Presentation on theme: "C. 600 to c. 1450 Postclassical India. Political fragmentation India was mostly decentralized through most of the post- classical age, though it exerted."— Presentation transcript:
Political fragmentation India was mostly decentralized through most of the post- classical age, though it exerted strong economic and cultural influences across south and southeast Asia. caste system and Hinduism in south Asia Hinduism, Buddhism and eventually Islam to SE Asia via trade
1) Sind (the Indus River Valley) remained nominally under the jurisdiction of caliphs from 700s to 1200s (first the Umayyads, then after 750 the Abbasids). Islam to India via three routes
2) Islam infiltrated the coastal regions of northern and southern India as Muslim merchants dominated trade and transportation networks, setting up diasporic communities in major port cities, where they played prominent roles in commercial life and married local women. Islam to India via three routes
3) Migrations and invasions of Turkish- speaking peoples from central Asia Mahmud of Ghazni (1001-1027): plundered and demolished hundreds of sites associated with Hindu or Buddhist faiths in northern India, hastening the decline of Buddhism in the land of its birth Islam to India via three routes
3) Migrations and invasions of Turkish- speaking peoples from central Asia Mahmud’s successors later established the Delhi Sultanate in northern India (1206- 1526), which built mosques, shrines and fortresses but imposed only a thin veneer of Islamic political and military authority Islam to India via three routes
Explain the three main ways in which Islam became implanted on the Indian subcontinent. Islam to India via three routes
The Delhi Sultanate had no permanent bureaucracy or administrative apparatus … or even firm control of its own court: more than half of its 35 sultans were assassinated! Despite commanding an army of 300,000 men, they depended on the goodwill of local Hindu kings to carry out their policies. The weak Delhi Sultanate
Islamic conquerors offered little incentive for Indians to convert to Islam, but gradually many did. By 1500, about one-fourth of India’s 100 million inhabitants were Muslim. Many – especially among the lower Hindu castes – adopted Islam in hopes of improving their status in society. Sometimes whole castes or subcastes converted en masse. Islam and its appeal
1. Why couldn’t the Delhi Sultanate exert a strong influence over northern India? 2. Around the time of Columbus, what percentage of India’s population had converted to Islam – and why? Do you recall?
The bhakti movement was a cult of love and devotion that ultimately sought to erase the distinction between Hinduism and Islam. Emerging in southern India in the 12 th century, the movement initially promoted a pious devotion to Hindu values … but evolved, as it moved northward and encountered more Muslims, to reject the exclusive features of both religions and teach that Shiva, Vishnu and Allah were all manifestations of a single, universal deity. It built bridges but failed to harmonize Hinduism and Islam. The bhakti movement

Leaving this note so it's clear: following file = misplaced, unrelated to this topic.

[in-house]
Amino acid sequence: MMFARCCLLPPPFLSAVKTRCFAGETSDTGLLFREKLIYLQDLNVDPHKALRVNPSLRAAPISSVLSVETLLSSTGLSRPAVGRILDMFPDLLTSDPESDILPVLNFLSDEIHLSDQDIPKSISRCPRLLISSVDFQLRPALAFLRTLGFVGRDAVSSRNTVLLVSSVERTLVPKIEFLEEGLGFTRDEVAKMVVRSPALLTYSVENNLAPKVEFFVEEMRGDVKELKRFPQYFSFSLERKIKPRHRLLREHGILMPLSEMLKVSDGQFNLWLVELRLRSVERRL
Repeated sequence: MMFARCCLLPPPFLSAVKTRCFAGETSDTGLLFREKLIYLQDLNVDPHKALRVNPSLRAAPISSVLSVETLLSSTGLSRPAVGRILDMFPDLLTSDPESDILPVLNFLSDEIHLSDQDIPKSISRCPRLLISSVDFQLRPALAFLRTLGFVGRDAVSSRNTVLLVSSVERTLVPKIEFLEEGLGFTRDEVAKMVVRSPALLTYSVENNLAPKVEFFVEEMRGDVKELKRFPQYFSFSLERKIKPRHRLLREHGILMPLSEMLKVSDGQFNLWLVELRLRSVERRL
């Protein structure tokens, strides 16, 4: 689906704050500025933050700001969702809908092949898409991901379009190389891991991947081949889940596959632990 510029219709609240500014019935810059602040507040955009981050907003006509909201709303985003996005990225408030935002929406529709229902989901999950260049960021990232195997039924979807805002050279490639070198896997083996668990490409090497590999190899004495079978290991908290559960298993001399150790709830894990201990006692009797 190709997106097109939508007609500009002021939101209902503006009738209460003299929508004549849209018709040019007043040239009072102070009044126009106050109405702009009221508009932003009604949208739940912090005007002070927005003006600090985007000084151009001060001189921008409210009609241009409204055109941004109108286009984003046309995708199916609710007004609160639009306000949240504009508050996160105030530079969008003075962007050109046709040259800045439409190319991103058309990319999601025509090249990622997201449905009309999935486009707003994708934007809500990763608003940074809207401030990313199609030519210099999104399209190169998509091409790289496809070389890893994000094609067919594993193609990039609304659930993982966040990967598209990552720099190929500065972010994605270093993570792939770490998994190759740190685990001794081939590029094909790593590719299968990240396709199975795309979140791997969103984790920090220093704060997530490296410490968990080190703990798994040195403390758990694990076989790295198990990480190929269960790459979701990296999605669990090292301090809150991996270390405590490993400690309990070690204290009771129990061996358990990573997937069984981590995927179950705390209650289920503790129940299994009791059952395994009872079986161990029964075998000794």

Compare the bhakti movement to some other syncretic belief system that you’ve learned about emerging elsewhere in the world. Compare it to …
India south of the Deccan Plateau largely escaped the invasions, chronic war and turmoil that plagued the subcontinent’s north … but a coherent, distinctive society flourished on the basis of trade, common social structures and inherited cultural traditions. Southern India
India’s caste system adapted to the arrival of Turkish peoples and Muslim merchants by recognizing them as distinct groups and establishing codes of conduct to regulate their dealings with other castes. Caste and Indian society
The castes that most people identified with were the subcastes (jati), which often took the form of workers’ guilds. Merchant guilds – representing the common interests of those working in particular types of commerce, such as the silk, cotton or spice trades – in particular wielded political and economic influence. Caste and Indian society
Anchoring the center of the Indian Ocean basin, India was a natural site for emporia and warehouses – a clearinghouse for the increasingly heavy oceanic trade of the postclassical era. India gained a reputation for high-quality cotton textiles; China produced silk and porcelain; SE Asia provided fine spices; SW Asia traded in incense, horses and dates; East Africa contributed gold, ivory and slaves. Indian emporia
India’s influence on SE Asia The temple complex dedicated to Vishnu at Angkor Wat reflects the deep influence of Indian traditions in southeast Asia.
Islam maintained a quiet presence in SE Asia for several centuries before ruling elites became interested in the faith. Its spread was greatly facilitated when the powerful state of Melaka sponsored it throughout the region beginning in the 15 th century. Islam’s arrival in Southeast Asia
Melaka Melaka began as a Hindu state before converting to Islam. It welcomed theologians, Sufis and other Islamic authorities. Its navy patrolled the region’s waters, guarding against piracy, and compelled ships to call at its port, levying taxes on their cargoes.
1. How did southern India’s history differ from northern India’s history? 2. What have you learned about the development of India’s caste system through the Middle Ages? Do you recall?
3. Explain India’s role in the Indian Ocean Maritime System. 4. Show off what you’ve learned about India’s contributions to the development of Southeast Asian history during the Middle Ages – and what political change during the 15 th century helps to explain why Indonesia now has more Muslims than any other nation. Do you recall?